CATIE has thousands of users across the U.S., with the largest roll out to date at a 600-unit continuing care retirement community in central Pennsylvania.

“With one touch they can do everything. It makes technology so much less intimidating.”

Sara Wyatt, Director of Resident Services, Mercy Ridge Retirement Community


Once Touch at a Time

How they use the platform may differ, but most CATIE customers report similar efficiency gains after implementation. MacLeod says clients have reported reductions in FTEs or the ability to assign staff new tasks as CATIE frees them from time-consuming routine responsibilities. 

Residents typically use the system to check in each day, pressing a single button between set hours to indicate that they are up and in good health. Then they can check the daily schedule for activities and outings. At Mercy Ridge, CATIE helps Wyatt send reminder messages about upcoming trips and ask for RSVPs. Residents who want to decline can do so immediately, allowing her to reach out to others who may be on a waitlist. Options relating to dining are a particularly popular asset. Presenting menus and allowing pre-orders reduces waste in the kitchen, and it can allow a chef to make last-minute changes if fresh seafood or produce becomes available. Mercy Ridge also gave its physical therapy provider access to the system, allowing for patient reminders and reducing unexpected no-shows. “It has definitely made things more efficient and improved work flow,” Wyatt said.

Next up, she hopes CATIE will allow her community to start reducing its paper use by reducing reliance on community directories and newsletters for information that changes quickly anyway. Status Solutions works with each community to help select the right network, install the hardware needed to boost signals to hard-to-reach areas and make sure the system is secure. “We take on the heavy lifting and figure things out,” MacLeod said. Rooms also must be fitted for an iPad mount, with the expectation that the device will always be powered for emergency messaging purposes.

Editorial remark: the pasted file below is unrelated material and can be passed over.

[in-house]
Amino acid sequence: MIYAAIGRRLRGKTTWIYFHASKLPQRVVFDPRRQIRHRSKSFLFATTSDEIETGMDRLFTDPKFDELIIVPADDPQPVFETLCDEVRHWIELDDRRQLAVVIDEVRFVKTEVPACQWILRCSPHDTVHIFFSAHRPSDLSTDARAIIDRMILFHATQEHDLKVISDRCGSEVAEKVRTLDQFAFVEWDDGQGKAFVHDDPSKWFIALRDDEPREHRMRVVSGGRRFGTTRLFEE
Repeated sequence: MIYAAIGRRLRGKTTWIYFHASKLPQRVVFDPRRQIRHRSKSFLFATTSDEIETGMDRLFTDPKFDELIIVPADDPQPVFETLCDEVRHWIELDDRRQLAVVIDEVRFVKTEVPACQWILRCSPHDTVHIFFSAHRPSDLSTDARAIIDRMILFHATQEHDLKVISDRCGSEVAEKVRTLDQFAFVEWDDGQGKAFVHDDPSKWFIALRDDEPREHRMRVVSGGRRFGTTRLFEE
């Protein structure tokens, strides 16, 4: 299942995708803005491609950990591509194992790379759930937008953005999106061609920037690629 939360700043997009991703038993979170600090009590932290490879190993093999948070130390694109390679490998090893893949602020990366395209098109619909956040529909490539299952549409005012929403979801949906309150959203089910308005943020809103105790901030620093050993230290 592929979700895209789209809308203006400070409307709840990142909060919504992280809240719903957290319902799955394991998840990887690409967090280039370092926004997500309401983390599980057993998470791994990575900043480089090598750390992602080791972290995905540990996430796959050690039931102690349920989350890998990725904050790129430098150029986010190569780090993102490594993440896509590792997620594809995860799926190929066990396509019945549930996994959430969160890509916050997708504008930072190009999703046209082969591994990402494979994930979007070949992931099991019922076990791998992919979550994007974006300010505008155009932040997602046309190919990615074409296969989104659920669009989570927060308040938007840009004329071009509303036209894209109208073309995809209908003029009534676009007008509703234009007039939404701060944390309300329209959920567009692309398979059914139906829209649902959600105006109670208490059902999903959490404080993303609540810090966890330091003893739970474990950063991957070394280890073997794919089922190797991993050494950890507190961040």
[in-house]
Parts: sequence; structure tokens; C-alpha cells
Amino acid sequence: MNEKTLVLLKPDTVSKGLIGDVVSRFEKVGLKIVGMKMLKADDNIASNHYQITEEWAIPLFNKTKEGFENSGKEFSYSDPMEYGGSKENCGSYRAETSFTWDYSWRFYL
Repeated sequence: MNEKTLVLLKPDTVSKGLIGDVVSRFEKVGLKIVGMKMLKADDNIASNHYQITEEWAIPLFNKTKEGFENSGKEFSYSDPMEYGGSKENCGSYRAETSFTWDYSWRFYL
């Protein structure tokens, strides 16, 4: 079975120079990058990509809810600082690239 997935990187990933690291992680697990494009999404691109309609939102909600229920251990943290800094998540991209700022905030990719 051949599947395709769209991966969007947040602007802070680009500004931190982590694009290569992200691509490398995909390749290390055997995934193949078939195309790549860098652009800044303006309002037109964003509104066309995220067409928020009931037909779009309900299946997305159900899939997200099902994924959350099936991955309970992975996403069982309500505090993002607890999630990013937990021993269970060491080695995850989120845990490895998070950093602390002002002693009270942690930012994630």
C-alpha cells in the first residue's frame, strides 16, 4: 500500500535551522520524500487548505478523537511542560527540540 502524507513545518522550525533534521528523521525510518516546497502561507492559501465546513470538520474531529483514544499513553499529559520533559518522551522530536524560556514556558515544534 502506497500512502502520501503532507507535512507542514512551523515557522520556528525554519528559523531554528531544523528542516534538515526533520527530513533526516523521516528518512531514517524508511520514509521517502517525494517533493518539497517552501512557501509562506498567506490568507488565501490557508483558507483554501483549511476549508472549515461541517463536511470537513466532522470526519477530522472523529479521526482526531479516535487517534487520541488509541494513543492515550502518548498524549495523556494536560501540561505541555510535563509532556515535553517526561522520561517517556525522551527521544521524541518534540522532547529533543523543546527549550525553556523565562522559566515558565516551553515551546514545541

All Systems Go

Once the system is in place, Status Solutions delivers training and support for clients and community users. At Mercy Ridge Retirement Community, CATIE lessons begin with simple coaching, where residents can learn how to check the day’s weather or that all important dinner menu.

“We call it the ecosystem of mutual benefit,” MacLeod said. “Everybody gets something out of it.” 

At Mercy Ridge, residents can bring CATIE, housed in a light, magnetic base, with them to group sessions. The community has several easy-to-use customized buttons, including icons for a weekly newsletter listing community happenings. CATIE is helping residents feel more at ease, and more at home, every day. “With one touch, they can do everything,” Wyatt said. “It makes technology so much less intimidating.”